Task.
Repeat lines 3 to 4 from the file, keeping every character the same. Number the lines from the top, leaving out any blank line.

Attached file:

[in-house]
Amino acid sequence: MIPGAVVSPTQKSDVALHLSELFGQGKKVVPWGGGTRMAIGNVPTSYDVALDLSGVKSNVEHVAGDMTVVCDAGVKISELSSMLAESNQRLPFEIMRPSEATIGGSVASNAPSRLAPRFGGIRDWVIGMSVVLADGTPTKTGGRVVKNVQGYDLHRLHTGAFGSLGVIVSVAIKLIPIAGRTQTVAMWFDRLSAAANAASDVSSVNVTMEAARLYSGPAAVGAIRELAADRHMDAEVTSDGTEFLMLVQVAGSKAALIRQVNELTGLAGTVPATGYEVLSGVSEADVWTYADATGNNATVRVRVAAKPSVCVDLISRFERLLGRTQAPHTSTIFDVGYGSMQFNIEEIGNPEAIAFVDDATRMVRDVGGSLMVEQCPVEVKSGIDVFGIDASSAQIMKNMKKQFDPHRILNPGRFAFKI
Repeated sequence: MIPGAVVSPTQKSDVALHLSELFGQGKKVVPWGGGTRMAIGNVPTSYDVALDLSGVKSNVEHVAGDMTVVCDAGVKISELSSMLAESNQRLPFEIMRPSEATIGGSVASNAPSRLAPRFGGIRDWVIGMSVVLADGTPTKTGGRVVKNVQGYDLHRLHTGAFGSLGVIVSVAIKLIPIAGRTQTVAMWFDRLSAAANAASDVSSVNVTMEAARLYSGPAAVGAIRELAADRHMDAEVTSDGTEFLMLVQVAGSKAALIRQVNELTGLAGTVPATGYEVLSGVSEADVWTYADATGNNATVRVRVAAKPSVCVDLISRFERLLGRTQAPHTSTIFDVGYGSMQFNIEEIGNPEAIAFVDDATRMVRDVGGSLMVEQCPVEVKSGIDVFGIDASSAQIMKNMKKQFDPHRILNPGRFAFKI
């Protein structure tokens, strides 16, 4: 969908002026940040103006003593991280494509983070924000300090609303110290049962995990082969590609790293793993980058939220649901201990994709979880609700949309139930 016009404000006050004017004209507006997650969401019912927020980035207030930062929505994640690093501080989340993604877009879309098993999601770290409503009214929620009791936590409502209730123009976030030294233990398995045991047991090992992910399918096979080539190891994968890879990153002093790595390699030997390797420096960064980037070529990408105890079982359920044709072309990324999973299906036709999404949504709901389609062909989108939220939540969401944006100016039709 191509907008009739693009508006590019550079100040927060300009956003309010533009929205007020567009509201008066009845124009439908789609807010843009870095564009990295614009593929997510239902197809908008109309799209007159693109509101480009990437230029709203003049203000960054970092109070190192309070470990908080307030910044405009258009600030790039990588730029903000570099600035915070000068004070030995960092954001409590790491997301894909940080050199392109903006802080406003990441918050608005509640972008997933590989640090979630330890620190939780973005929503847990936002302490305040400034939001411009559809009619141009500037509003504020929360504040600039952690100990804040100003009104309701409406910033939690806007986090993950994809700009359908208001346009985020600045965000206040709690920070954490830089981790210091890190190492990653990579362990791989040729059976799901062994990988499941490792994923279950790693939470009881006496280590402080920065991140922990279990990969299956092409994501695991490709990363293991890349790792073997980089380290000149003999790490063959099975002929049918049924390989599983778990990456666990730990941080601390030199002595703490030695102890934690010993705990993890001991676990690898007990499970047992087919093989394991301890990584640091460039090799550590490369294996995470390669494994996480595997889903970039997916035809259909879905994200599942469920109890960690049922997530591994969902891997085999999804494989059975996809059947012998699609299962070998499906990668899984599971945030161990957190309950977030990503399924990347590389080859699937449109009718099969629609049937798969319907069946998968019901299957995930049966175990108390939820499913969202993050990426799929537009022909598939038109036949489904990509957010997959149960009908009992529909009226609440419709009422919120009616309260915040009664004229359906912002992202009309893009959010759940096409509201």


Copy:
Repeated sequence: MIPGAVVSPTQKSDVALHLSELFGQGKKVVPWGGGTRMAIGNVPTSYDVALDLSGVKSNVEHVAGDMTVVCDAGVKISELSSMLAESNQRLPFEIMRPSEATIGGSVASNAPSRLAPRFGGIRDWVIGMSVVLADGTPTKTGGRVVKNVQGYDLHRLHTGAFGSLGVIVSVAIKLIPIAGRTQTVAMWFDRLSAAANAASDVSSVNVTMEAARLYSGPAAVGAIRELAADRHMDAEVTSDGTEFLMLVQVAGSKAALIRQVNELTGLAGTVPATGYEVLSGVSEADVWTYADATGNNATVRVRVAAKPSVCVDLISRFERLLGRTQAPHTSTIFDVGYGSMQFNIEEIGNPEAIAFVDDATRMVRDVGGSLMVEQCPVEVKSGIDVFGIDASSAQIMKNMKKQFDPHRILNPGRFAFKI
């Protein structure tokens, strides 16, 4: 969908002026940040103006003593991280494509983070924000300090609303110290049962995990082969590609790293793993980058939220649901201990994709979880609700949309139930 016009404000006050004017004209507006997650969401019912927020980035207030930062929505994640690093501080989340993604877009879309098993999601770290409503009214929620009791936590409502209730123009976030030294233990398995045991047991090992992910399918096979080539190891994968890879990153002093790595390699030997390797420096960064980037070529990408105890079982359920044709072309990324999973299906036709999404949504709901389609062909989108939220939540969401944006100016039709 191509907008009739693009508006590019550079100040927060300009956003309010533009929205007020567009509201008066009845124009439908789609807010843009870095564009990295614009593929997510239902197809908008109309799209007159693109509101480009990437230029709203003049203000960054970092109070190192309070470990908080307030910044405009258009600030790039990588730029903000570099600035915070000068004070030995960092954001409590790491997301894909940080050199392109903006802080406003990441918050608005509640972008997933590989640090979630330890620190939780973005929503847990936002302490305040400034939001411009559809009619141009500037509003504020929360504040600039952690100990804040100003009104309701409406910033939690806007986090993950994809700009359908208001346009985020600045965000206040709690920070954490830089981790210091890190190492990653990579362990791989040729059976799901062994990988499941490792994923279950790693939470009881006496280590402080920065991140922990279990990969299956092409994501695991490709990363293991890349790792073997980089380290000149003999790490063959099975002929049918049924390989599983778990990456666990730990941080601390030199002595703490030695102890934690010993705990993890001991676990690898007990499970047992087919093989394991301890990584640091460039090799550590490369294996995470390669494994996480595997889903970039997916035809259909879905994200599942469920109890960690049922997530591994969902891997085999999804494989059975996809059947012998699609299962070998499906990668899984599971945030161990957190309950977030990503399924990347590389080859699937449109009718099969629609049937798969319907069946998968019901299957995930049966175990108390939820499913969202993050990426799929537009022909598939038109036949489904990509957010997959149960009908009992529909009226609440419709009422919120009616309260915040009664004229359906912002992202009309893009959010759940096409509201």